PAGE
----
TWIC Talk With Eby-Brown's Sharon Kuncl

Linda Lisanti
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Eby-Brown's Sharon Kuncl

NATIONAL REPORT Now in its fifth year, the Convenience Store News Top Women in Convenience (TWIC) awards program has recognized 200 of the best and brightest women making a positive impact on not only the companies they work for, but also the entire convenience retail channel.

TWIC is the only program that recognizes exceptional female leaders, rising stars and mentors among retailer, supplier and distributor firms in the convenience store industry, from the C-suite to the store level to the independent entrepreneur.

In TWIC Talk, our new Q&A series, we interview a past TWIC winner about what it's like to be a female leader in the convenience store industry today — the opportunities, the challenges — and get their words of wisdom for up-and-comers seeking to blaze their own trail.

This month’s TWIC Talk subject is Sharon Kuncl, vice president, merchandising – foodservice at Eby-Brown, a leading wholesale distributor to the convenience store industry. In 2016, Kuncl was one of the five women celebrated by TWIC as Women of the Year.

How would you describe the current state of affairs for gender equality in the convenience store industry? How does this compare to 10 years ago?

Ten years ago, any given industry event was attended predominantly by men. There were many times when I was one of only a handful of women in the room. Year over year, there is a difference in the number of females attending convenience industry functions. Like most industries, there are still opportunities for advancement in this area, but there is noticeable progress over the most recent years. I credit manufacturers, distributors and retailers for their work in this area and their actions, which have resulted in change.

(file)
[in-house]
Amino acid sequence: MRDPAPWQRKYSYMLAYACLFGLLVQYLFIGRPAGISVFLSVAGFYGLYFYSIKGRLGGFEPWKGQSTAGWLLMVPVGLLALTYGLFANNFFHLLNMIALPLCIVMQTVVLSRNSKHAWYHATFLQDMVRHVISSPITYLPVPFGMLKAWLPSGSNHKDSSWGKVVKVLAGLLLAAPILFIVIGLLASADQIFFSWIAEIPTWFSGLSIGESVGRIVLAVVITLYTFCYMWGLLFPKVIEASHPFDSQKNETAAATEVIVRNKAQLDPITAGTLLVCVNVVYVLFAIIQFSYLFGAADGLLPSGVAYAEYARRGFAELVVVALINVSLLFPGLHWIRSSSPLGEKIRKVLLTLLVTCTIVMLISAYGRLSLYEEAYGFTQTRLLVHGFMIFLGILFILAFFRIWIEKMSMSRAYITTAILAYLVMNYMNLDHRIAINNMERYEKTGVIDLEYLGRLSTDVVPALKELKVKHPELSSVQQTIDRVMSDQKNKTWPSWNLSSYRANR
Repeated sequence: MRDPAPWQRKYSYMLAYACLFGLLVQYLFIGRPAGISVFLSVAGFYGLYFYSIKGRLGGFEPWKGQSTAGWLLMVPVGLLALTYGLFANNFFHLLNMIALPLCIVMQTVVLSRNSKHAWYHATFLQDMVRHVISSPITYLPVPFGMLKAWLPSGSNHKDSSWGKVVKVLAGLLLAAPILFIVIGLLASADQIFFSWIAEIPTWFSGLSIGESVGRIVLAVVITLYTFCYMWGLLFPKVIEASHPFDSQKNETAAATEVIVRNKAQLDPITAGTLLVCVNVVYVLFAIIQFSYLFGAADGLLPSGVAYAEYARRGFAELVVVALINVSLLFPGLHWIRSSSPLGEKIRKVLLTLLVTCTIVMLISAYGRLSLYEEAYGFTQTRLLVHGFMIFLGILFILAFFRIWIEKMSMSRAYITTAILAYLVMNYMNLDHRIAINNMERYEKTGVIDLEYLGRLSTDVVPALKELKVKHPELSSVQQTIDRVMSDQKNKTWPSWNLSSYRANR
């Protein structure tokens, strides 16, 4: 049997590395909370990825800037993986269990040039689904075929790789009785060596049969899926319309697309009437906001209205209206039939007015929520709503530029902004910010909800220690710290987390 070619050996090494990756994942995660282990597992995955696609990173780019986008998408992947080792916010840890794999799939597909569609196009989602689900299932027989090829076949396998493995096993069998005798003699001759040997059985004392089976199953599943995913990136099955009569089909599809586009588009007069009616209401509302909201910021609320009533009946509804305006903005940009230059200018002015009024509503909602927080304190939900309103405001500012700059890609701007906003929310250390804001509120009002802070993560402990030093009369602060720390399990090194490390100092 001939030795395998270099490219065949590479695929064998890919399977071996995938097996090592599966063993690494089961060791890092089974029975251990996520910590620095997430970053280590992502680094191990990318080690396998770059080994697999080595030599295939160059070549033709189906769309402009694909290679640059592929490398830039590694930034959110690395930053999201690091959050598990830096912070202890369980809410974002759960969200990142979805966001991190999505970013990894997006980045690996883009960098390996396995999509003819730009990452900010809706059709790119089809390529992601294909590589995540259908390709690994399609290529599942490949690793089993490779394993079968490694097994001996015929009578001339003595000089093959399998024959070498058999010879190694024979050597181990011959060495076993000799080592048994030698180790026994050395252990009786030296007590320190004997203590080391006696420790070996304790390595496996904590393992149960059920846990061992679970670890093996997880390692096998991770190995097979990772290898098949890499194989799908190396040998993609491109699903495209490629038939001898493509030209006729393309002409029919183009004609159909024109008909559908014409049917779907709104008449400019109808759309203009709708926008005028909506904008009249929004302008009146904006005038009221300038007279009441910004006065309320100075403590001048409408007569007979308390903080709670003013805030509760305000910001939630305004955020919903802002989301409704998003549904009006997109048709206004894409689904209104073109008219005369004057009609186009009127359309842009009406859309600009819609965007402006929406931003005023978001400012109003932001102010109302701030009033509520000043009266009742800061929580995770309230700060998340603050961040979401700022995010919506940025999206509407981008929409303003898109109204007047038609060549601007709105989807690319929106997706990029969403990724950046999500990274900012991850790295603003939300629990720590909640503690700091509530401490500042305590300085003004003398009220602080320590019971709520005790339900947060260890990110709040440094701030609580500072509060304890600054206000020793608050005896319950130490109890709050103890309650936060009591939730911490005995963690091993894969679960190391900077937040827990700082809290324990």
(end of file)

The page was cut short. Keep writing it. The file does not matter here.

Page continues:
What is the most positive change you have personally witnessed? 

Women and men are inherently different in the way we process information, problem solve and strategize. Over the years, there has been a transition to understanding these differences and embracing the positive attributes these variances bring to multiple processes. By diversifying the way we attack issues and thinking about them from multiple perspectives, we have collectively made ourselves better.

Along your career path, did you personally experience gender bias or inequality? If so, how did you overcome?  

During my 23-year career in the convenience industry, there have been times when I was the only female in a packed room, or at a business dinner, or addressing a room of industry colleagues. It was during these times that I recognized I had an opportunity to make a difference. I never thought of myself as the only woman in the room; I thought of the bigger picture and the progress that the people in the room could collectively make together.

What barriers to advancement do you see still existing in the c-store industry? 

Much like other industries, the c-store industry has done an admirable job of embracing gender equality. Today, this is reflected in many management teams. However, there does continue to be barriers. Some barriers are institutional mindsets that are not easily changed, but some are personal mindsets that can be altered. It is essential for everyone to be aware these barriers exist and work together to minimize them. Ideally, change occurs by challenging ourselves to identify talent and offer leadership opportunities through education, peer coaching and mentoring.

What is your advice for other industry women looking to rise to higher ranks? 

In order to climb in the ranks of leadership, you have to always be growing. You have to keep your mind sharp and fresh with new ideas and learnings about the world, our industry, or something completely outside of your comfort zone. Overall, my advice is to be passionate, be engaged, be ambitious and don’t mind being the one to lead the way.